Money: Getting Your Financial Life in Order
Sometimes it feels as if the whole world is going to “heck” in a hand basket. When that occurs, it’s nice to be able to bring a little order to something in your life. For me, it’s cleaning off my desk and the hodge-podge found there. I know — I’m a financial planner. My financial information shouldn’t be a mess, but it is! So the best place to start is to figure out what needs to be saved, in what format and for how long.
Many documents can be scanned or saved on your computer — if you back up frequently; in addition I like having a big plastic box with a hinged lid and handle that will hold letter-sized file folders. That way if I need to leave my home in case of emergency, I can pick up that box and have all my important printed financial records.
I use file folders to separate important financial files inside the box. Here is a list of file categories and how long to keep the records:
1.Auto/Vehicle — Keep your car title, warranty book and the original invoice for the car as long as you own the vehicle.
2.Bank — Collect copies of your statements/cancelled checks until you prepare your taxes, then shred anything you don’t need for taxes.
3.Credit — Save information related to your various credit cards or installment agreements, credit card account numbers and the telephone numbers to call if the cards are stolen or lost as long as your accounts are active.
4.Insurance — You need separate sub-folders for Auto, Homeowner’s, Life and Disability. Keep the original contract, plus the most recent statement related to that insurance, like the declaration page you receive every six months for your car.
5.Investments — Collect the monthly statements you receive until the end of the year. You’ll need those for your taxes, if you bought or sold anything during the year. After you prepare your taxes, keep only the year-end reports as long as you keep the accounts open.
6.Medical — Keep information related to health insurance and any records you may need in the future, such as immunization records and records of expenses paid in case you need them for taxes.
7.Real Estate — Hold onto your original settlement statements for all property you own, along with records related to the financing. If you refinance, you can get rid of the records of the last mortgage, but be sure to keep the original settlement statement so that you have record of the costs related to the purchase of the property.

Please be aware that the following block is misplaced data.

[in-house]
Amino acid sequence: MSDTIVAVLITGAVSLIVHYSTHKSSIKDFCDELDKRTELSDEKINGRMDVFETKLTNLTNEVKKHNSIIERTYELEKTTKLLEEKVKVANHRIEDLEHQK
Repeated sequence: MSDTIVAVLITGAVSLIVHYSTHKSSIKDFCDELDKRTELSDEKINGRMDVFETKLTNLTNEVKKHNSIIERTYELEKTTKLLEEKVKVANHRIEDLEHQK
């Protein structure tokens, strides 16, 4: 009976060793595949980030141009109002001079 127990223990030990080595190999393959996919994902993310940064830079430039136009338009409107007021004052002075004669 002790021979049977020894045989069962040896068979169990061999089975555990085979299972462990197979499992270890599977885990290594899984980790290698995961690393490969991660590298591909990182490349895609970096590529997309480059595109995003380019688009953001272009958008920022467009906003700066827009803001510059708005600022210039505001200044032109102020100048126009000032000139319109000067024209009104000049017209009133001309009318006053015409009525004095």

8.Residence — Keep records of permanent upgrades to your house, such as the cost of new windows or wood flooring, including installation. In addition, keep a worksheet that shows when you last painted each room — including paint colors.
9.Retirement — Save your most recent 401k statements. If you have retirement accounts from several employers, or you also have IRA/Roth accounts at banks or brokerage companies, you need to keep the most recent statements for those as well. Remember, at least the year-end statement for each account needs to be kept forever.
10.Social Security — Be sure to keep and look over your annual Social Security statements to see if the amounts posted there match your W-2s for the most recent years. You only have three years to correct erroneous information with the Social Security Administration.
11.Taxes — This should include a sub-file for any documents you are going to need to have to file this year’s taxes. You should also keep the returns and back up information for the last three years. After three years, you can shred the back-up information, but keep the actual returns forever.
12Warranties — Put the original receipts attached to the warranty books for anything you buy with a warranty.
13.Wills/Legal Documents — Keep copies of the original documents.
You also need a small fireproof box for the original vehicle titles, deeds, birth and death certificates, marriage certificates, wills, other legal documents and social security cards. With these two boxes, you can rescue all the financial records you will need in case of emergency!
Cynthia L. Conger, CPA/PFS, CFP® owns Conger Wealth Management, a fee-only firm offering financial planning, tax preparation and asset management. Cindy has been recognized by Worth Magazine for a decade as one of the top practitioners in the nation and has been named to Wealth Magazine’s “50 Distinguished Women in Wealth Management.”